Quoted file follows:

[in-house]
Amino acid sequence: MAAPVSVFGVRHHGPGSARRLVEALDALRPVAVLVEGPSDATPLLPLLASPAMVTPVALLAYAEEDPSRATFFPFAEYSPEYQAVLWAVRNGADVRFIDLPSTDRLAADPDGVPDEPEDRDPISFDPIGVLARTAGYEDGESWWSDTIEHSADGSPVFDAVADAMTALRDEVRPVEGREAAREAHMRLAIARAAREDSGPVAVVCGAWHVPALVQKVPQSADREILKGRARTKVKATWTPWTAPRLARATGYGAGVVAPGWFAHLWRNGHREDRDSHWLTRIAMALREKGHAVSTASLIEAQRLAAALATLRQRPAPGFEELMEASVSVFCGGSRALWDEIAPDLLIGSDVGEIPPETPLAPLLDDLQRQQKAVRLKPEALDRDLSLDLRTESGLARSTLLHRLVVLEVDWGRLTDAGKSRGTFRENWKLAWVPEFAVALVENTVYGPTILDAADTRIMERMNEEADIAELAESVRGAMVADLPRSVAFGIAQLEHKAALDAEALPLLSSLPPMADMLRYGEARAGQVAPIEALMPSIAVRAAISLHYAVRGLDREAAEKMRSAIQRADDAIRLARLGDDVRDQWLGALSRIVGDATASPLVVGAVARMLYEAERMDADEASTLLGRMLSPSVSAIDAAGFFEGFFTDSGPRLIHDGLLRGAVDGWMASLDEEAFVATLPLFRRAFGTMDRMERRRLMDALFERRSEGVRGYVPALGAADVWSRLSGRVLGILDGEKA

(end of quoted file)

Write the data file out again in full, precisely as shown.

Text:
[in-house]
Amino acid sequence: MAAPVSVFGVRHHGPGSARRLVEALDALRPVAVLVEGPSDATPLLPLLASPAMVTPVALLAYAEEDPSRATFFPFAEYSPEYQAVLWAVRNGADVRFIDLPSTDRLAADPDGVPDEPEDRDPISFDPIGVLARTAGYEDGESWWSDTIEHSADGSPVFDAVADAMTALRDEVRPVEGREAAREAHMRLAIARAAREDSGPVAVVCGAWHVPALVQKVPQSADREILKGRARTKVKATWTPWTAPRLARATGYGAGVVAPGWFAHLWRNGHREDRDSHWLTRIAMALREKGHAVSTASLIEAQRLAAALATLRQRPAPGFEELMEASVSVFCGGSRALWDEIAPDLLIGSDVGEIPPETPLAPLLDDLQRQQKAVRLKPEALDRDLSLDLRTESGLARSTLLHRLVVLEVDWGRLTDAGKSRGTFRENWKLAWVPEFAVALVENTVYGPTILDAADTRIMERMNEEADIAELAESVRGAMVADLPRSVAFGIAQLEHKAALDAEALPLLSSLPPMADMLRYGEARAGQVAPIEALMPSIAVRAAISLHYAVRGLDREAAEKMRSAIQRADDAIRLARLGDDVRDQWLGALSRIVGDATASPLVVGAVARMLYEAERMDADEASTLLGRMLSPSVSAIDAAGFFEGFFTDSGPRLIHDGLLRGAVDGWMASLDEEAFVATLPLFRRAFGTMDRMERRRLMDALFERRSEGVRGYVPALGAADVWSRLSGRVLGILDGEKA